Saturday, October 08, 2016

High Above the Malarial Swamp

Our schedule seems straightforward: attend the morning meeting and then see patients until class starts, or see patients all day if there is no class, but every single day seems to require invoking special procedures. For instance, whoever is on call doesn’t come in until time for class or 4:15 p.m., whichever comes first, so his or her floors must be covered until then. In another variation, if a person assigned to one campus is on call at the other, the next morning, he or she returns to his or her usual campus and takes the on-call pagers for part of the day, sharing the load with the person already on call at that campus.

At first, this seemed stressful: something weird is going to happen every day? But it’s actually kind of a good thing, because it gives us plenty of exposure to units other than our own. My wise friend Lisa C. said one thing she thinks about at work is what actions will make the most difference to her co-workers, so when it’s time to parcel out units to cover, I am often the first to raise my hand and just take whatever is at the top of the list. One day this past week I spent the entire morning with a very agitated young woman in the “psych zone” of the emergency department. Another day I had a long visit with a woman who has had stage four cancer for years and wanted to talk about her end of life wishes; she said none of her friends or family members want to talk about it.

When we’re on call, we carry four pagers: our own, the on-call pager, the Code Blue pager for the campus where we’re on call, and the Code Blue pager for a campus where only day surgery is done, so a Code Blue there would be rare and one at night or on a weekend rarer still.

I grossly oversimplified matters when I said that TWMC has two campuses. Actually, there are at least four, including the county hospital, plus various other facilities here and there. I haven’t had time to research it, but I was told that parts of the one where I’m assigned date back to the 1600s (could that be true?), built up the hill from the malarial swamp below. The building that houses our student office is the oldest building on campus. Jodie mentioned that it is not due for lead testing until 2017, so she brought in a home kit and tested the one drinking fountain in the long hallway outside our office. It passed the test, but ever since she mentioned that, I’ve been taking my water bottle home at night and filling it the next morning as I pass through the student union so that I drink at least one bottle of water each day that (probably) doesn’t have lead in it.

The bathroom is far cry from all the lovely corporate restrooms I frequented for 18 years. My new work bathroom is shabby and has two cramped stalls and no counter space for my toothbrush or sunblock other than the ledge of the sink itself.

One day this week, Anita accompanied me on joint visits to patients and gave me some really nice feedback, particularly on my ability to connect with patients. She suggested, “You might want to do joint visits with your peers.”

“Oh, yes, to see how they do it,” I agreed.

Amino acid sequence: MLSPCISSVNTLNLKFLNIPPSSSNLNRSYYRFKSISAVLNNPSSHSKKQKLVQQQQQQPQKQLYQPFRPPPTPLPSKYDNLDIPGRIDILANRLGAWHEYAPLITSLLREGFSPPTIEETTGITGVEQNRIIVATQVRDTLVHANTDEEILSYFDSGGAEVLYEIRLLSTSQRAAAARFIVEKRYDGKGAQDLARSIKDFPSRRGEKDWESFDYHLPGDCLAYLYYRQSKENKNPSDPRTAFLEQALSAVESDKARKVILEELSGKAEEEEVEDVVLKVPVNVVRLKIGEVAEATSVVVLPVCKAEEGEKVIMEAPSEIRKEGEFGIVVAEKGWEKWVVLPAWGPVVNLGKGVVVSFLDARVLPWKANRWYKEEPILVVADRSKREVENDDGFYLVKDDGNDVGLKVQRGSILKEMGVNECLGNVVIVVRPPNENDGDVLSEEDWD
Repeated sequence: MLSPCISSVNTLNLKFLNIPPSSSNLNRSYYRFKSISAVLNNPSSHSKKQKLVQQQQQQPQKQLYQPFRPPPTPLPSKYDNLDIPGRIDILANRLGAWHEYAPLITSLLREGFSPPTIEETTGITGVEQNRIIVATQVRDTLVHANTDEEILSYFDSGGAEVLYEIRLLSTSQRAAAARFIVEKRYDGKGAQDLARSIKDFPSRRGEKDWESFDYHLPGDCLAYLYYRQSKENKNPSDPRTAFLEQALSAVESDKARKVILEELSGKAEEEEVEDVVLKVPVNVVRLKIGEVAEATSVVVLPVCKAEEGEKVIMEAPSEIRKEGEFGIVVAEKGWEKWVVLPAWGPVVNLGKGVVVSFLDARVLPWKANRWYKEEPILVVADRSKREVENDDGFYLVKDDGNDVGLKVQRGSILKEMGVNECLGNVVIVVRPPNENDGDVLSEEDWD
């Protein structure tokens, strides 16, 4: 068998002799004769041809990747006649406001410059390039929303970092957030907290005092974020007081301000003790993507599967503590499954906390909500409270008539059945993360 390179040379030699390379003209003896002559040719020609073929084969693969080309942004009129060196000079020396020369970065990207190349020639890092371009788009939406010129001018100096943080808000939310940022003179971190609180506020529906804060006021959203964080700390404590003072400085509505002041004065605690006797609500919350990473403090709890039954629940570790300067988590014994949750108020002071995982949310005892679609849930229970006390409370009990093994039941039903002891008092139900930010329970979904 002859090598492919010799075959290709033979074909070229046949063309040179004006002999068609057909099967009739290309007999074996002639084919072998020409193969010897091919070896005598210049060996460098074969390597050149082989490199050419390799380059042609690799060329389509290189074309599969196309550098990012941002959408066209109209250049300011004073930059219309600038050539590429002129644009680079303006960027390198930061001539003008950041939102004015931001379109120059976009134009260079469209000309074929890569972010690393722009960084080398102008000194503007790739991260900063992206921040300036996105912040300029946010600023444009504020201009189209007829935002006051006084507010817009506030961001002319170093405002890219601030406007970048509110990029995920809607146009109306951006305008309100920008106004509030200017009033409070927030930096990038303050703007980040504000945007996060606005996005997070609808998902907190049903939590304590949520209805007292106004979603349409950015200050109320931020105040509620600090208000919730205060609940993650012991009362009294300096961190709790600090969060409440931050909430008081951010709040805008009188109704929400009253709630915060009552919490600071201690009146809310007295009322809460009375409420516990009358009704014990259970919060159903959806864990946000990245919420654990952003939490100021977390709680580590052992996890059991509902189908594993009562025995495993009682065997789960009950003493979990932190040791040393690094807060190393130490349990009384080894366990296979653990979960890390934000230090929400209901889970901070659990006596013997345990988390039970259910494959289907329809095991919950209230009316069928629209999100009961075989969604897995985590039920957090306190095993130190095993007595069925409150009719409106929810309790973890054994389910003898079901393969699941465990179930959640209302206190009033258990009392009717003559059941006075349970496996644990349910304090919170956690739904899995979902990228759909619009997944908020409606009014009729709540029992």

“No, so they can see how you do it,” she said. Very flattering.

My initial visits can be very quick, since there is very high turnover in my units and we are supposed to see 92 percent of patients within 24 hours of their being hospitalized. Anita advised prolonging my initial visits long enough to figure out if the patient needs to be seen again before our normal five-day follow-up. She also said weekends don’t count as part of the five days, which I was surprised but pleased to hear.
 
During one of our visits together, I was asked to pray, and did so. Anita said afterward that it’s fine for me to pray in the name of Jesus Christ if I’m comfortable doing that (which I am), but she doesn't think it’s good for me to let a patient assume that I’m Christian: it is deceptive or even dishonest. She suggested that I could say, “How wonderful that you have that connection with God. I connect this way ... ” I might want to do this if it’s clear that the patient is making an incorrect assumption about my religion.

Now, at VFMC last summer, when I asked what I should do if a patient asks about my own religion, Samantha said that I could answer by saying, “I’m part of a multifaith group of chaplains.” Since I am comfortable praying to God and so forth, Samantha said that if the patient pressed further, I could honestly say, “I’m an interfaith chaplain.” That is, she didn’t exactly say, “Why, tell them you’re Buddhist!”

So, how wonderful to find that at TWMC, the assumption is that I would say, “Why, I’m a Buddhist!” They are truly interfaith. On Friday, I announced it left and right, and felt even more joyful than I usually do. I felt liberated. As it happened, one patient was himself Buddhist and said he wonders if, per karma, his illness means he is being punished for something.

I said that Buddhism does include the concept of karma, but the Buddha also taught about sickness, old age and death—could this be natural sickness? He tried on the phrase: “Natural sickness.” I will follow up on that if I see him again.
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